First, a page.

microByte ESP32 portable game console comes with a 1.3-inch display (Crowdfunding)

We’ve previously seen programmable, portable game consoles powered by Espressif Systems ESP32 processor with the likes of ODROID-GO or WiFiBoy32 both equipped with a 2.4-inch display, and design to play retro games or create IoT projects with a small display thanks to I/O headers.

But if for some reason, you’d like an even more compact ESP32 portable game console based on the WiFi & Bluetooth SoC, Byte-Mix Labs microByte may be what you are looking for thanks to a tiny 1.3-inch square display.

microByte ESP32 portable game console with 1.3-inch display

microByte specifications:

  • Wireless module – ESP32-WROVER-E module with ESP32 dual-core processor @ 240 MHz, 8 MB PSRAM, 16 MB flash, and integrated Wi-Fi and Bluetooth antenna
  • Storage – MIcroSD card slot
  • Display – 1.3-inch ST7789 IPS Screen with 240 x 240 pixel resolution, 60 Hz max refresh frequency
  • Audio – On-board speaker powered by a MAX98357AETE+T I2S amplifier
  • Controls – 13x onboard buttons with 8x Inductive direction and action buttons with rubber membranes, 3x additional buttons (Start, Select, and Menu)
  • USB – 1x USB-C port for power and programming
  • Misc – Power switch
  • Battery – Good for 6-7 hours
  • Dimensions – 7.8 x 4 x 1.7 cm

microByte board

The default firmware supports various emulators including NES, GameBoy, GameBoy Color, GameGear, Sega Master System, and support for Atari and ScummVM is coming. Contrary to the other consoles listed in the introduction, microByte does not include a user accessible I/O header or connector, but it can still be used for other projects such as WiFi or Bluetooth traffic analyzer,  or HMI for home automation system, robots, or displaying sensor data.

The default firmware is based on Arduino code, relies on the LVGL library for graphics, integrates firmware updates support, the ability to save game state, and more. The developer is also working on MicroPython support, and additional external applications.

microByte is an open-source hardware project, and the hardware design file, STL files for the enclosures, firmware and libraries can already be found on Juan Flores’ Github account, while the documentation will be posted on bytemixlab.com (the site is currently empty).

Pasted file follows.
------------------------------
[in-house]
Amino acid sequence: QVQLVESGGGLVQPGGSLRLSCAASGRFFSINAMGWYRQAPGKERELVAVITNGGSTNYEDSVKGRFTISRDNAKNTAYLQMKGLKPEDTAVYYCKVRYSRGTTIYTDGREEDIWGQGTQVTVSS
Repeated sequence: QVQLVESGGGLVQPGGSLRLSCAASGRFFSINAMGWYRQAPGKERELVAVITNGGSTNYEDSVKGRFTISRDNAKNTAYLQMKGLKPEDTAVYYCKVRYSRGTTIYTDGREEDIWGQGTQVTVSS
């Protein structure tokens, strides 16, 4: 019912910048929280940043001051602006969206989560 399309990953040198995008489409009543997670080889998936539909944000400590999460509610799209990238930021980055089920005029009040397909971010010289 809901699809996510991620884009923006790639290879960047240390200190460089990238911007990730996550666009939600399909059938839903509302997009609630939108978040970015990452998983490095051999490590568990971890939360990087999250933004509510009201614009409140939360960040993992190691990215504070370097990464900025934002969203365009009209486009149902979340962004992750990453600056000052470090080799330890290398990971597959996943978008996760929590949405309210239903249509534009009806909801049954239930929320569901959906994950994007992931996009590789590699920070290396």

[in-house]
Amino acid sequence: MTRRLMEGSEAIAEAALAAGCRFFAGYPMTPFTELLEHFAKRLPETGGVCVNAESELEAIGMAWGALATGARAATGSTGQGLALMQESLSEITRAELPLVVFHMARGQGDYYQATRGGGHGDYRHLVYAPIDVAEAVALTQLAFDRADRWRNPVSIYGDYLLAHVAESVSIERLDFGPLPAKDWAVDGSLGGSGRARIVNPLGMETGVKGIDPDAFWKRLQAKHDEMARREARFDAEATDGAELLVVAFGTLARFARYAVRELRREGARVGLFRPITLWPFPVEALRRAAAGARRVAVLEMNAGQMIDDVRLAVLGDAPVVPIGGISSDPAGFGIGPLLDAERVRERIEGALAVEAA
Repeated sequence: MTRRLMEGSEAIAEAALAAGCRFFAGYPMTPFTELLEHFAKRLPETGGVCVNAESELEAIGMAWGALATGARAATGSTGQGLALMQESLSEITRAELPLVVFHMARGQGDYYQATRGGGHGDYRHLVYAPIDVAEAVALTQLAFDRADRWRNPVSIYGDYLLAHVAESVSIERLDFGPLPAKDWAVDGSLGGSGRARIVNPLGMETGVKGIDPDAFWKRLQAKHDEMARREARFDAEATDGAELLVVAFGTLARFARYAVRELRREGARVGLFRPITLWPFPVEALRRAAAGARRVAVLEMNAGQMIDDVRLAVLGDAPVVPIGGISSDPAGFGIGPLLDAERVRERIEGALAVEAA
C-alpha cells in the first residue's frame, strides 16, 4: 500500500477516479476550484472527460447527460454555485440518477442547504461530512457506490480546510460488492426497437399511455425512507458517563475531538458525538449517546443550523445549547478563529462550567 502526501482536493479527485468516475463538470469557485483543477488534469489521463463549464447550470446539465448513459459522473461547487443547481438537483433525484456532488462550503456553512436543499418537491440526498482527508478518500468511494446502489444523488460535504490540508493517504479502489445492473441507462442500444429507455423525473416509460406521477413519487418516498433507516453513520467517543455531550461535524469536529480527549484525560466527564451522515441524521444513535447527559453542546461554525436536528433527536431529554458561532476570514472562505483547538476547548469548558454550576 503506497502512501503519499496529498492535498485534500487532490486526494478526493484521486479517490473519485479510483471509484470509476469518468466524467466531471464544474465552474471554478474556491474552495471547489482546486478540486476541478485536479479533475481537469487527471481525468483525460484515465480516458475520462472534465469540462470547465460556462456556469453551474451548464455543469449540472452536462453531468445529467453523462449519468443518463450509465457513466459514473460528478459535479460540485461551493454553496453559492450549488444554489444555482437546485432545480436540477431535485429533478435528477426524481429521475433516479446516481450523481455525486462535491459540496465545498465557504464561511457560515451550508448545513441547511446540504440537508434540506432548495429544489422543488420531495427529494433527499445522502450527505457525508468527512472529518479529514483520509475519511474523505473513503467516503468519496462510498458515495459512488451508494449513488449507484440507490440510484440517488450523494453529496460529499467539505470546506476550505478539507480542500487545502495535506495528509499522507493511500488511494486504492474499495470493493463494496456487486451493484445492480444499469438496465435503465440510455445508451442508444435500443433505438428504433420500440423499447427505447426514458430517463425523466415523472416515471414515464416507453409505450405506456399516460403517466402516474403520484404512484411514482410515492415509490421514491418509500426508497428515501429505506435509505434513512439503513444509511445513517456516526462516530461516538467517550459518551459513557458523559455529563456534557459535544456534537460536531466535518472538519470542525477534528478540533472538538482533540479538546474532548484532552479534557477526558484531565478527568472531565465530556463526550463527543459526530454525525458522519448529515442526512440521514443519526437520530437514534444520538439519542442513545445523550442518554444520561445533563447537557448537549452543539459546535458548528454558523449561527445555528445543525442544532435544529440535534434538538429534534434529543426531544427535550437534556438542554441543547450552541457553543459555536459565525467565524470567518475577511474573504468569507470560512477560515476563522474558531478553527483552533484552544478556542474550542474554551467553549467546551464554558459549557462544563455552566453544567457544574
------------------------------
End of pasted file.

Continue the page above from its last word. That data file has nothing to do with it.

ESP32 portable game consoles comparison

The table above compares microByte against some other ESP32 portable gaming console, and there’s actually a smaller one with Pocket Sprite using a 0.96-inch display, but it’s also more expensive, not open-source hardware, and lacks a MicroSD card slot.

microByte portable game console has just launched on Crowd Supply with a $3,750 funding goal. Rewards start at $45 for a fully assembled game console without USB-C cable nor an 8GB MicroSD card. If you want the latter two, plus a spare enclosure, you’d need to pledge $60 instead. Shipping adds $8 to the US, and more to the rest of the world. Backers should expect their rewards to ship by the end of June. While ODROID-GO looks better value, it is out of stock everywhere I looked, and the shipping fee would have been quite higher depending on the country.

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schmurtz
schmurtz
2 months ago

Awesome work on this mini console ! Incredible to see what is possible to do with an ESP32 ! There is also Doom for the microBYTE in the repo ๐Ÿ˜€
Can we use the bluetooth of the esp32 to connect a second gamepad ?

nobitakun
nobitakun
2 months ago

This device is interesting as a project, useless as a handheld.

Also, the price is very high, I don’t really see reason anybody would be using this “console” other than wanting to get an eyestrain :(.

A minimum of a playable screensize is around 2.5-3″.

J tremblant
J tremblant
2 months ago

3.5 is the minimum acceptable IMO, better 5″ like Odroid Go-Super or why not just use my iphone 12 w/ a 6.1″ screen along a Razer Kishi controller.

nobitakun
nobitakun
2 months ago

Well, I also prefer a 5″ screen, that is the best for me, but we are talking about cheap devices here, iphone is way way way way out of the question, I would rather spend 100e in an android phone for that but that would also be off the price range. These devices are supposed to cost very little and give tons of fun, that’s what we expect ๐Ÿ™‚

Andrew
Andrew
2 months ago

ESPlay Micro v2 has 5 functional buttons, not 3, i.e. 2 on the top and 3 on the right. It also has plastic caps on them.

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